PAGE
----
Take Shelter (2011)

Take Shelter (2011) – In the movie Groundhog Day, in which Bill Murray lives a day over and over again, there is a young couple that seems to be having an argument. After Murray takes it upon himself to help everyone in the town, the now-happy couple is later seen having just married. The groom in that couple is Academy Award nominee Michael Shannon in his debut film role in 1993. That also may be the last time anyone has seen him happy and well-adjusted on screen. In his Oscar-nominated role in Revolutionary Road he plays someone recently released from a mental hospital. Anyone who watches Boardwalk Empire knows his character, Prohibition Agent Nelson Van Alden, is far from happy or well-adjusted. Next year he will battle the Man of Steel on the big screen as the ruthless Kryptonian General Zod. Last year, Shannon earned rave reviews for his tour de force performance in Jeff Nichols’s Take Shelter. Want to take a guess as to the state of his character?

Shannon plays Curtis LaForche. Curtis is a reasonably happy guy actually. He has a good job with benefits that can get a cochlear implant for his deaf daughter, Hannah (Tova Stewart). He has a loyal wife, Samantha (Jessica Chastain, from about half the movies released in 2011). He works with his best friend Dewart (Shea Whigham… also from Boardwalk Empire). Dewart even tells him that he has the perfect life. So of course everything has to fall apart. Curtis begins having these haunting dreams about a coming storm of Biblical proportions. There will be lightning and tornados and brown rain will fall from the sky and drive people insane. Like violent The Crazies insane. The dreams are intense and stay with Curtis even as he is awake. He becomes obsessed with strengthening the storm shelter out behind his house. However, Curtis’s mother (Kathy Baker) was diagnosed with paranoid schizophrenia in her early 30s. Curtis is 35 now.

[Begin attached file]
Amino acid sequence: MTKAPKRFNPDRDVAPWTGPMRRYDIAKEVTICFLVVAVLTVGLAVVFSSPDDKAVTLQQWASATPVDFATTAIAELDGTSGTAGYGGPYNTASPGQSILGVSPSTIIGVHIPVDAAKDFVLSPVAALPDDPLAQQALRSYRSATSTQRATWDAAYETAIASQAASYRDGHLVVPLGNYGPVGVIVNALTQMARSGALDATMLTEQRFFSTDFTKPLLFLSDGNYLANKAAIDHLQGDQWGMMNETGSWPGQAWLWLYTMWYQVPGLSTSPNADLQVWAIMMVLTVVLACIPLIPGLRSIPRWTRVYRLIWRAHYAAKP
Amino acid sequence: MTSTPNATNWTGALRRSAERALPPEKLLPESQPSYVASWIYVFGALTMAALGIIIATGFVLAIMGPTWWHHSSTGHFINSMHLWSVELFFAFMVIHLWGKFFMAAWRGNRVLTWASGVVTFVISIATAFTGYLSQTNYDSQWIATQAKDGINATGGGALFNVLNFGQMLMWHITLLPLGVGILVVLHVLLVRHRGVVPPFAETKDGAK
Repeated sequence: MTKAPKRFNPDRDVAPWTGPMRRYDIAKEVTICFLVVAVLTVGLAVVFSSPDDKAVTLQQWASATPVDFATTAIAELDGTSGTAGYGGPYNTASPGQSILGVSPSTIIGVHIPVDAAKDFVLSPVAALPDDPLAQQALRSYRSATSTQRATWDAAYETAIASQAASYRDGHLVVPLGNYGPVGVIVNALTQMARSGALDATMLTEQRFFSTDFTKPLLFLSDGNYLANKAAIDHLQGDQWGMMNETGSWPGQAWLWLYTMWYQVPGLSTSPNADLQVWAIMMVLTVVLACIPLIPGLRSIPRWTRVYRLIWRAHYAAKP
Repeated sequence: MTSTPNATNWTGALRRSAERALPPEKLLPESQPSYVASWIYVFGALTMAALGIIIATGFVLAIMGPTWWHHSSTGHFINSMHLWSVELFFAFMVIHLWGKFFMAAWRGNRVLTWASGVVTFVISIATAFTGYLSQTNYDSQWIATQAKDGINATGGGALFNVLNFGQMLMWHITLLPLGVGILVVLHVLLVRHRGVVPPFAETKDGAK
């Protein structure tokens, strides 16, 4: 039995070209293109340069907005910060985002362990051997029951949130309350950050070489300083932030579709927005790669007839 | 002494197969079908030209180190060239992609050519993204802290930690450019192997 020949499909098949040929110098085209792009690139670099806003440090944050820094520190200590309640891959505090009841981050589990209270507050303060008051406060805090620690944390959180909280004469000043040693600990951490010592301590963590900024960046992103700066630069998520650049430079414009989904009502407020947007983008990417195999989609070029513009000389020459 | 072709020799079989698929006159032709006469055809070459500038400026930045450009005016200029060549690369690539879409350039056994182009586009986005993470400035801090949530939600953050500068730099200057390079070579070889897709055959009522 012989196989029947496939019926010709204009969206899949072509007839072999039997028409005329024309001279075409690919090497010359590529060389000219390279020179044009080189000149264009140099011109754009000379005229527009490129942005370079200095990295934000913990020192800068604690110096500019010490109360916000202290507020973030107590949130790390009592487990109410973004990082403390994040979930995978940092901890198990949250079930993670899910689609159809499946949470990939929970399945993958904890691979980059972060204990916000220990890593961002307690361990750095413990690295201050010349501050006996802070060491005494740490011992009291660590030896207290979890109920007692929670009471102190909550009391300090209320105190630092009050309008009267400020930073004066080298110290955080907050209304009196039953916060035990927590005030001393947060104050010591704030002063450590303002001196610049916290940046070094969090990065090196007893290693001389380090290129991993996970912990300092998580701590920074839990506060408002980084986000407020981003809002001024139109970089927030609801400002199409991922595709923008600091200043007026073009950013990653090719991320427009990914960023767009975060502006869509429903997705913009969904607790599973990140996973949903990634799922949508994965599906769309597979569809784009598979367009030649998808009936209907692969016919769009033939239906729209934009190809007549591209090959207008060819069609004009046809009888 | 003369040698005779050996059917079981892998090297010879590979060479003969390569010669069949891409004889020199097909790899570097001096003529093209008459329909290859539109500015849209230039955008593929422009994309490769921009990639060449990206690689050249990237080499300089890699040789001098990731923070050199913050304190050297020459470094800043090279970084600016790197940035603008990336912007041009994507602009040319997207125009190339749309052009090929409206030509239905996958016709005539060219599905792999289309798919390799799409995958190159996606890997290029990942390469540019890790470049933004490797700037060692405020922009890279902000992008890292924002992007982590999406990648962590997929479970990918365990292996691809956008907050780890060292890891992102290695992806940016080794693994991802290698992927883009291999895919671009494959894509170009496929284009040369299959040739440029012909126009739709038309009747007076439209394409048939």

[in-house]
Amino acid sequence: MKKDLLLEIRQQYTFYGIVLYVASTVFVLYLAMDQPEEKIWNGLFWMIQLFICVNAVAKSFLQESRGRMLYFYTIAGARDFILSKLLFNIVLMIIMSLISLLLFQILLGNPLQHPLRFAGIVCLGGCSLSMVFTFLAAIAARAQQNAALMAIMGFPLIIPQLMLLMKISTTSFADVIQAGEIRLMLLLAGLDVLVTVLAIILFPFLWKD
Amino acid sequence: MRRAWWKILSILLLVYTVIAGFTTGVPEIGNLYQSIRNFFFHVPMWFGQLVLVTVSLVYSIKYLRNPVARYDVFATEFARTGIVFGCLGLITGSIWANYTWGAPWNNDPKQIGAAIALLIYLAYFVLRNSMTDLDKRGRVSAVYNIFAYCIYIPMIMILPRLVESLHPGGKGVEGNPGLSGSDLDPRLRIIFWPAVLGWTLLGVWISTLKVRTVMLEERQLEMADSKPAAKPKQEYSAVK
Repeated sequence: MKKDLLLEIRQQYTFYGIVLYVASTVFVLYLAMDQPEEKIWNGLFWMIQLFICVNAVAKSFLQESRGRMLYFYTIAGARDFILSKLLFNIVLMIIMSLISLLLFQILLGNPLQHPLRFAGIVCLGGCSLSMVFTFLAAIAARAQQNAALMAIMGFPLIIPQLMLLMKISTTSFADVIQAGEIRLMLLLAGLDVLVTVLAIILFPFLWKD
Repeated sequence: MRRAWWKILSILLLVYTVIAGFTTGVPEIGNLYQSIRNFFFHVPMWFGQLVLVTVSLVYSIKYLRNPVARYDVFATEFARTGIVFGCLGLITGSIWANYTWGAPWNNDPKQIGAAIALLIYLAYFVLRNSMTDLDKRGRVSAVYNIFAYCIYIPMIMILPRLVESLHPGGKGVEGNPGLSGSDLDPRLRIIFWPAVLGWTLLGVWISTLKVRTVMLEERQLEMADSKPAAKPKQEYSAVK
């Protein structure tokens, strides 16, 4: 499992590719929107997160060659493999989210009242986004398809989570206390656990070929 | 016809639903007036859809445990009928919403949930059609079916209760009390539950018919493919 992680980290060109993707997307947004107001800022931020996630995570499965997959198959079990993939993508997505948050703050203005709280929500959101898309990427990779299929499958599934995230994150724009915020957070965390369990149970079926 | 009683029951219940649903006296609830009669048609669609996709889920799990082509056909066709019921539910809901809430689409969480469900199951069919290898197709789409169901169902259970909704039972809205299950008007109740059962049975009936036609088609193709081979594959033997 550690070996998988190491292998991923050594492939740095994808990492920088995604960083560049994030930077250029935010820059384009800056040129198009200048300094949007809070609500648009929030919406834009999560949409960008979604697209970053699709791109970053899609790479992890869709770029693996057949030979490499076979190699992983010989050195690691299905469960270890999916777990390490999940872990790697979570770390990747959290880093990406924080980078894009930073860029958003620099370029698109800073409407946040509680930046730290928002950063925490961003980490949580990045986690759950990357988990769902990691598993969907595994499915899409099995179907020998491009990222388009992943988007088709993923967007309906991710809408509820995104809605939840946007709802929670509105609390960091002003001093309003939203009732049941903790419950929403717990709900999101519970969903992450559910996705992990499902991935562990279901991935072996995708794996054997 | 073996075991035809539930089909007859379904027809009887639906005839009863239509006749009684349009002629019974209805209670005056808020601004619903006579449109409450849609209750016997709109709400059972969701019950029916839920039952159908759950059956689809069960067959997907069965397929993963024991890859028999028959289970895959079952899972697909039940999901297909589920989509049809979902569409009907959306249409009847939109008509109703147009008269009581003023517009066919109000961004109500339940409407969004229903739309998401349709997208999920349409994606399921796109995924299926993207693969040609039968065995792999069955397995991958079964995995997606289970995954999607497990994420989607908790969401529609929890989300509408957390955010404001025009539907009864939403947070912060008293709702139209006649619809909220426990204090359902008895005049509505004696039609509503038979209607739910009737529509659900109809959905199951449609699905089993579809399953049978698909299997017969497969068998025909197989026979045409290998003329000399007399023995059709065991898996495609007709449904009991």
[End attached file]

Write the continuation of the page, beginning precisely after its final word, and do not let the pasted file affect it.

Take Shelter is a pretty harrowing portrayal of a man losing his shit. Michael Shannon’s performance, oddly LESS unhinged than many others in his oeuvre, is what really anchors the film. He’s a man well aware of the fact that he might be going insane but he just can’t overcome his certainty. What kind of man wouldn’t want to protect his family? But is his commitment to their safety putting them in a different kind of danger? Take Shelter largely eschews easy answers. It even embraces the ambiguity of the situation. Chastain is also quite good in a role that I would argue is better than her Oscar-nominated one in The Help. It was an odd year at the Oscars all-around. Daring work like Shannon’s in this film (or Michael Fassbender’s in Shame) seemed to get snubbed in favor of safer fare. I’m more impressed by risk. Jeff Nichols’s direction builds a constant atmosphere of dread, more evocative than most horror films. Take Shelter is a haunting film, well worth checking out.

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